Besides defending us from infections by fungi, bacteria, or viruses, the human immune system also functions to prevent cancer by recognizing and destroying dysfunctional cells in our body. During the process of malignant transformation, cancer cells develop strategies to hide their identity and escape the patrolling cells of the immune system. In the clinic, immunotherapies have been developed to combat this tumor trickery and restore the ability of immune cells to recognize and kill cancer cells. While immunotherapy against cancer is a true game changer and has resulted in long-lasting remissions in some patients, the majority of patients with cancers do not currently benefit from these kinds of treatments.

Research to explain different immunotherapy outcomes among patients is an area of intense focus. New insights into immune escape by lymphoma obtained in the laboratory of Dr. Marcel Spaargaren and Prof. Steven Pals at Amsterdam UMC were recently published in the prestigious scientific journal Blood.

Tumor trickery

First author Marthe Minderman explains: “Cancer immune evasion is a major hurdle for effective anticancer therapy. Key strategies of tumor cells to avoid the immune system include hiding their identity by removing specific markers from their cell surface that reveal their true nature: the major histocompatibility complex (MHC) molecules. But tumor cells may also place signals on their cell surface that command immune cells to stop their anticancer activities, this is called activation of immune checkpoints. In particular, the immune checkpoint protein programmed cell death 1 (PD-1) and its ligands, PD-L1 and PD-L2, play a key role in immune evasion in solid cancers and hematological malignancies.”

Immune evasion and immunotherapy against lymphoma subtypes

Principal investigator and co-senior author Dr. Marcel Spaargaren continues: “Our study indicates that different large B-cell lymphoma subtypes employ distinct immune evasion strategies: while in primary mediastinal B-cell lymphomas (PMBCLs) overexpression of the immune checkpoint PD-L1 plays a major role, in primary testicular lymphomas (PTLs) and primary central nervous system lymphomas (PCNSLs) loss of MHC expression is the major mechanism of immune evasion. This suggests that PBMCL patients, but not PTL and PCNSL patients, are likely to benefit from immunotherapy with PD-1/PD-L1 immune checkpoint inhibitors.”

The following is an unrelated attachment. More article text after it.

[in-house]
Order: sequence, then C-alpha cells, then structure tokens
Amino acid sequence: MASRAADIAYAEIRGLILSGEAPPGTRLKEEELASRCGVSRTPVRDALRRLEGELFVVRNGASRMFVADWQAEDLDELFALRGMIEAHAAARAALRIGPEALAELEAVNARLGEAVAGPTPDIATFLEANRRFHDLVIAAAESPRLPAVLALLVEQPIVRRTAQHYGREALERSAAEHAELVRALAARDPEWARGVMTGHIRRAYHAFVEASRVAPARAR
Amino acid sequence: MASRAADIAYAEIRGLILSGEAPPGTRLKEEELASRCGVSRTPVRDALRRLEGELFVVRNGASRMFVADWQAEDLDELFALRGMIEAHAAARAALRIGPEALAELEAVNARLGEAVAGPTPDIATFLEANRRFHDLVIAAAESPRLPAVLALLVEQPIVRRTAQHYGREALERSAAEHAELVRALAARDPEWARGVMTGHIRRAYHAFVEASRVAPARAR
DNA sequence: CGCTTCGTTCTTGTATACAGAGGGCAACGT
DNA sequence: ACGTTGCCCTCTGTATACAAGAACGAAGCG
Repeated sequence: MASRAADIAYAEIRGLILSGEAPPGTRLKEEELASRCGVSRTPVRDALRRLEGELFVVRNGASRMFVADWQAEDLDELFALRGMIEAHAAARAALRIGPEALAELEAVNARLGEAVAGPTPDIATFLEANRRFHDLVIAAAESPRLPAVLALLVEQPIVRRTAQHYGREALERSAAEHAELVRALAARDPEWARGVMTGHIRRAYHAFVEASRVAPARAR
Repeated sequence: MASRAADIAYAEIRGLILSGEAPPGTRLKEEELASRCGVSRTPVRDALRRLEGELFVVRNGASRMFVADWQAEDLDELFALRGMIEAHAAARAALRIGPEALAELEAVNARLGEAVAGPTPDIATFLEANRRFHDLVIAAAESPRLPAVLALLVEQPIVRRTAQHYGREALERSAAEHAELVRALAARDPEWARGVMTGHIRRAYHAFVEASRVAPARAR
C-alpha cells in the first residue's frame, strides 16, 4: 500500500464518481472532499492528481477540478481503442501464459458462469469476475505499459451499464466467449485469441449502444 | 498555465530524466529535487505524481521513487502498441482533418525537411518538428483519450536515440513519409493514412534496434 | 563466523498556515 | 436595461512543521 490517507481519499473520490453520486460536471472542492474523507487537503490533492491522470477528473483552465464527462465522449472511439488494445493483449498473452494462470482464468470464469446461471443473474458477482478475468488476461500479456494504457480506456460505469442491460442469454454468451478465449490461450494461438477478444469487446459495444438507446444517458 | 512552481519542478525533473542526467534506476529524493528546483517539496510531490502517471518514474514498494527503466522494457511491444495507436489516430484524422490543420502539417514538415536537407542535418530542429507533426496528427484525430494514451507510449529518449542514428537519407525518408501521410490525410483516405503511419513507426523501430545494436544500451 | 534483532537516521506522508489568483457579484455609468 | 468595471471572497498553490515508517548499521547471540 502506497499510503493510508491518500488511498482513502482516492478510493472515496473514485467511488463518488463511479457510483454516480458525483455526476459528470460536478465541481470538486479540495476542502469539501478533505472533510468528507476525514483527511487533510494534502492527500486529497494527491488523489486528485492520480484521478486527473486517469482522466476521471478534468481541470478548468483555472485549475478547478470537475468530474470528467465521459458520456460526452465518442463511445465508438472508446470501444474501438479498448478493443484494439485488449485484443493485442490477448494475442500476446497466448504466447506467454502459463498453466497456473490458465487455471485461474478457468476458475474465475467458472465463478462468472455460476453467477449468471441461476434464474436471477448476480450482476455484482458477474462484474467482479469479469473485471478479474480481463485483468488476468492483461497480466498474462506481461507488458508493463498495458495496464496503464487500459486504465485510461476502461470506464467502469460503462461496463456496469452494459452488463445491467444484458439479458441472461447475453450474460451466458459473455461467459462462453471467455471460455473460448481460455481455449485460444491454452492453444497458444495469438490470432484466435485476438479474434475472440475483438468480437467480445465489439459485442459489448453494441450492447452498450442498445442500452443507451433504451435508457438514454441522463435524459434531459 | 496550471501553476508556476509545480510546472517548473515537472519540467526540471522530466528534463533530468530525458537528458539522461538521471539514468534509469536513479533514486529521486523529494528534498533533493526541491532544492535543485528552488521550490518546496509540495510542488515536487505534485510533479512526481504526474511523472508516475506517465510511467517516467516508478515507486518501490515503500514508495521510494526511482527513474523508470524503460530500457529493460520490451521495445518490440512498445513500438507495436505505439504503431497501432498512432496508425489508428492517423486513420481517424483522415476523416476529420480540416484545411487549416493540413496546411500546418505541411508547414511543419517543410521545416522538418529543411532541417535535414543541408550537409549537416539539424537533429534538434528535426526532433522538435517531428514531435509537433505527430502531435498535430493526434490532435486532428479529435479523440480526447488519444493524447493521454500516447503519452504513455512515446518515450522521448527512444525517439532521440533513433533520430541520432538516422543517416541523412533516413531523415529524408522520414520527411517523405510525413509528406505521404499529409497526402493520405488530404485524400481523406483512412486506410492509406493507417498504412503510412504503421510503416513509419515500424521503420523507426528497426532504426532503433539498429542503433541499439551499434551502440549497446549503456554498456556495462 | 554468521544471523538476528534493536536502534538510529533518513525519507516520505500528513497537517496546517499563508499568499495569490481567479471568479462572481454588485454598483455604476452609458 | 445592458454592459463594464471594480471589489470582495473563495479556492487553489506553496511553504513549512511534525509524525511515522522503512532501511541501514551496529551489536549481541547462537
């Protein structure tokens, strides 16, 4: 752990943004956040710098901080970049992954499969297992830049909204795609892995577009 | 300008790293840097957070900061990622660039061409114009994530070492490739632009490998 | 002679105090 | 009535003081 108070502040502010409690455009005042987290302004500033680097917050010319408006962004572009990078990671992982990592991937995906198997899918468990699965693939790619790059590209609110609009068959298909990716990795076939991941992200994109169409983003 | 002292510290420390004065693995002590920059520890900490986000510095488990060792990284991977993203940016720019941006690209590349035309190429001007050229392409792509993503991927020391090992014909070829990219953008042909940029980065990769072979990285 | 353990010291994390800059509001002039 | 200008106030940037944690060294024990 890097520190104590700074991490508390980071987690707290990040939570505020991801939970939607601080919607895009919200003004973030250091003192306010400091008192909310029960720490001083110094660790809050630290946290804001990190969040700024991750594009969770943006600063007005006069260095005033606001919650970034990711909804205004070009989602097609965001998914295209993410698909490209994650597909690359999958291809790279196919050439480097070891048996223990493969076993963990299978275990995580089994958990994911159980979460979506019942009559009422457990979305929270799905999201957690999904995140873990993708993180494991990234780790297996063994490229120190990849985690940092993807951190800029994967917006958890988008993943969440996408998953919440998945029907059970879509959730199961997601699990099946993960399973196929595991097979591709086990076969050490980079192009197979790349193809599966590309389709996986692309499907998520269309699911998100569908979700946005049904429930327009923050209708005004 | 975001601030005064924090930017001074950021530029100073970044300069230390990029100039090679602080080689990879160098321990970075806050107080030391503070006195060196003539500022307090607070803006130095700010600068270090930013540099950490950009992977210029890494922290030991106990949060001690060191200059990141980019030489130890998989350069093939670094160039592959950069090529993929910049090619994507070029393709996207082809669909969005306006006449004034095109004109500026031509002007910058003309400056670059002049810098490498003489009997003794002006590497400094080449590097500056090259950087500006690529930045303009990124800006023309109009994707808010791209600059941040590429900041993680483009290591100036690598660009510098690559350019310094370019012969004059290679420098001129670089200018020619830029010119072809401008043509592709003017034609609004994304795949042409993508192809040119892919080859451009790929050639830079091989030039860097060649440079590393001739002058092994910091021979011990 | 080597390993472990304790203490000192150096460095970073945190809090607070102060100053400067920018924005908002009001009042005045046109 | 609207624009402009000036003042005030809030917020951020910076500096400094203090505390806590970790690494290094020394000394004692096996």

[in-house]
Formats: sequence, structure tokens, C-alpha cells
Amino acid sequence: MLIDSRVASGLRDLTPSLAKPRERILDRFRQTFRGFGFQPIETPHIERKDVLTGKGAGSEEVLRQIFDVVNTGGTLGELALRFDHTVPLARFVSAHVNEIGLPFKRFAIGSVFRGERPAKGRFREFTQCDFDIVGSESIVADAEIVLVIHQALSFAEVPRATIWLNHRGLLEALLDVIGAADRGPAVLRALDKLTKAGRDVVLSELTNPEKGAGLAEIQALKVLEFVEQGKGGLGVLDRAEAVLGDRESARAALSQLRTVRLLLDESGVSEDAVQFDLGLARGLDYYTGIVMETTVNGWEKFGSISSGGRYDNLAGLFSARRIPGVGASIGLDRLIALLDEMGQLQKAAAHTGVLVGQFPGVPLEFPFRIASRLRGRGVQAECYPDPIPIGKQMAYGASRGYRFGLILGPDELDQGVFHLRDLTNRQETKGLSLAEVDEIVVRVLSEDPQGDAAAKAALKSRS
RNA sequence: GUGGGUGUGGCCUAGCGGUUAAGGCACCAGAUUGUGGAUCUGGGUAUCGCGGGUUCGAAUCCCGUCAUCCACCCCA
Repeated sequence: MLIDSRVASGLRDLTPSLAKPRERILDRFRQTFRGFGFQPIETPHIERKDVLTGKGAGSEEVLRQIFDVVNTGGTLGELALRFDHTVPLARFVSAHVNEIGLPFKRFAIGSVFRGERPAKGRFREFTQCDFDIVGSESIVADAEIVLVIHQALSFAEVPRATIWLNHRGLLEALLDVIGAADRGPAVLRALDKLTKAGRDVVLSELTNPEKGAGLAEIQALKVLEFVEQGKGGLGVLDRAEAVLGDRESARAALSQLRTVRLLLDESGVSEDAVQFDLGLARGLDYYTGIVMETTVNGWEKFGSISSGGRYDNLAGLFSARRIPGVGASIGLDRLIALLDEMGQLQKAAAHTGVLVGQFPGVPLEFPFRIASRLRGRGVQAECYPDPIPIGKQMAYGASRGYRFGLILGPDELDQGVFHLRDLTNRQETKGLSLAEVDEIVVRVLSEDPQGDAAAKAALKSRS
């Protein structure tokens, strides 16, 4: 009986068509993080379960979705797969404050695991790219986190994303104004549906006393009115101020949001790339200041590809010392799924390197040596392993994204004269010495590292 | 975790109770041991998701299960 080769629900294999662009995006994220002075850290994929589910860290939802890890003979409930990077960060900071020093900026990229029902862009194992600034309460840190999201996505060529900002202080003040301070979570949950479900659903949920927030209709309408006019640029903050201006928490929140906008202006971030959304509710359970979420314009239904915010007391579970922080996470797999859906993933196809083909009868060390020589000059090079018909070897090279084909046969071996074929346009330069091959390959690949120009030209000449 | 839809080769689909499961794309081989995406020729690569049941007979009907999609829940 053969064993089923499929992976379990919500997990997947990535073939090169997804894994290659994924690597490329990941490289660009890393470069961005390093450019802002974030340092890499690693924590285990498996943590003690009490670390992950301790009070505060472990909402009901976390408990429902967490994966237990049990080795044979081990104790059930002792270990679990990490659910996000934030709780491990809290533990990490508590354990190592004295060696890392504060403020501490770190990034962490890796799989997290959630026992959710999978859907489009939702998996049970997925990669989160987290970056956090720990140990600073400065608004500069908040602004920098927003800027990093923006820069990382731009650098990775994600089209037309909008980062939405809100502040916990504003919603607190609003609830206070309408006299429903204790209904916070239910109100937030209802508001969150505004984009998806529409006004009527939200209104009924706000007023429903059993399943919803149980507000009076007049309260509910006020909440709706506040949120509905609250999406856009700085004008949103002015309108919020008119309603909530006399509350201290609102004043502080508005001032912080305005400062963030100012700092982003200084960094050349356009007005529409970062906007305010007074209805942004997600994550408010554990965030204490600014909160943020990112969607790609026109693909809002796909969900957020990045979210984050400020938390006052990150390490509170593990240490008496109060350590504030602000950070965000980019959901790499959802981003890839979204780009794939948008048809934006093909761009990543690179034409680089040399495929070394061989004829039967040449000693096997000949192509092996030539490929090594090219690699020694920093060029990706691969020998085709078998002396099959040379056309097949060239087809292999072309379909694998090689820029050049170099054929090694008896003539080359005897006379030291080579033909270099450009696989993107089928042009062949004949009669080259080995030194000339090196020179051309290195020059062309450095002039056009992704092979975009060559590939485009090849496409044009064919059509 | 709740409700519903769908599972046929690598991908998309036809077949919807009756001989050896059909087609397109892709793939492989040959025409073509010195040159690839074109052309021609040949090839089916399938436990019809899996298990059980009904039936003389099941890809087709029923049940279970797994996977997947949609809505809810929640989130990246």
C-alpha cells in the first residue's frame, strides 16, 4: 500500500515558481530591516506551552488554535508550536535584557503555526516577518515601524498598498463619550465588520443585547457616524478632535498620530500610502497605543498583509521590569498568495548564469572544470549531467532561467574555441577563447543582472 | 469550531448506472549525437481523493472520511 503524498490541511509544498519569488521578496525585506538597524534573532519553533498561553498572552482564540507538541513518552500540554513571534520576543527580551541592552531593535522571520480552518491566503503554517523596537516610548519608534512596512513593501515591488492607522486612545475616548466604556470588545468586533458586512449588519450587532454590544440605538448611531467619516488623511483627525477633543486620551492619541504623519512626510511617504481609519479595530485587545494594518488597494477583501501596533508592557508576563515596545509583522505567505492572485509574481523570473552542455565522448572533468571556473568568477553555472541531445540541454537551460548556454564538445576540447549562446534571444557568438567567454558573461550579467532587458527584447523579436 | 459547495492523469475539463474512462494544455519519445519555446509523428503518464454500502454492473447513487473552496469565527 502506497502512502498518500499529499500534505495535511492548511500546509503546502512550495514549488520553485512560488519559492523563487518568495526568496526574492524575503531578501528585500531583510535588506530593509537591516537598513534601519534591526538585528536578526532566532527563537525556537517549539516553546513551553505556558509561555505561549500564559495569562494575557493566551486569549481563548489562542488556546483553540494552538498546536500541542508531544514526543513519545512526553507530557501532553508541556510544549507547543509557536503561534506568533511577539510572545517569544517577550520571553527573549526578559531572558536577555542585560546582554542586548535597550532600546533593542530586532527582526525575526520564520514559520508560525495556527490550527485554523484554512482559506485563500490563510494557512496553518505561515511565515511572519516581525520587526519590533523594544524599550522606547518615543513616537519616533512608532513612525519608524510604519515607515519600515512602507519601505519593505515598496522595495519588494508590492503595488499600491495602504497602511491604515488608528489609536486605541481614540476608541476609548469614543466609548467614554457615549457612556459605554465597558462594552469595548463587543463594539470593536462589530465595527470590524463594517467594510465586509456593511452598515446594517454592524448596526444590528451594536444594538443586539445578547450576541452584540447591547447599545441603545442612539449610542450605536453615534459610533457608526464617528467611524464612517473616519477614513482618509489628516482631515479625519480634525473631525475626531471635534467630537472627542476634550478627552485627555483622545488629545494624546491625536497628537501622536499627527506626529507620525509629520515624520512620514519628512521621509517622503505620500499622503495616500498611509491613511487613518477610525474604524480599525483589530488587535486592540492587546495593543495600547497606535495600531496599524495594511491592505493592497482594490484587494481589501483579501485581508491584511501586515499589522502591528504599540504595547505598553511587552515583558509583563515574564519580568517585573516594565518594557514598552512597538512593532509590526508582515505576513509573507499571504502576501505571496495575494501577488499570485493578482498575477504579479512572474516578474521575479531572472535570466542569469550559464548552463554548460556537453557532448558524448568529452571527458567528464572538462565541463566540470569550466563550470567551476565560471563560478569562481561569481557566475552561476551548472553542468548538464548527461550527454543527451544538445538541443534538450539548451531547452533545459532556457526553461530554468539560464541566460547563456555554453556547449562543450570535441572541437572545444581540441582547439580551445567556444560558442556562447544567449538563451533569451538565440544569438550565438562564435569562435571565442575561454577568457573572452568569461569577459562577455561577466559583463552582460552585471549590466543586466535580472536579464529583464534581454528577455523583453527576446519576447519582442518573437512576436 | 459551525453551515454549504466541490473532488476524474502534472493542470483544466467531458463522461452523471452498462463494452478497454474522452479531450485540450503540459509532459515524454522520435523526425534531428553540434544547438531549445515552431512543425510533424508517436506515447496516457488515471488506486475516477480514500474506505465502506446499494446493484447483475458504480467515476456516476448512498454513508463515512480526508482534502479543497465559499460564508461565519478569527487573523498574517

Implications for clinical trails

These findings demand a critical reappraisal of the prevalence of PD-L1 expression in lymphoma subtypes, say the authors. PD-L1 is encoded by a gene on chromosome 9p24.1 and abnormalities in this DNA region in cancer cells result in overexpression of this checkpoint surface signal. Therefore, DNA analysis may offer diagnostic opportunities besides looking directly at PD-L1 surface levels. “Our new insights have an immediate impact on ongoing clinical trials involving immune checkpoint inhibitors (e.g., nivolumab and pembrolizumab) in PCNSL/PTL patients, as the underlying mechanism of immune escape is not targeted by these medicine,” concludes Prof. Steven Pals, principal investigator and co-senior author of this seminal publication.

This study was facilitated by a grant from Lymph&Co.

For more information, see:

Minderman, M., Amir, A. L., Kraan, W., Schilder-Tol, E., Oud, M., Scheepstra, C. G., Noorduyn, A. L., Kluin, P. M., Kersten, M. J., Spaargaren*, M., & Pals*, S. T. (2021). *shared senior authors. Immune evasion in primary testicular and central nervous system lymphomas: HLA I and II loss rather than 9p24.1/PD-L1/PD-L2 alterations. Blood.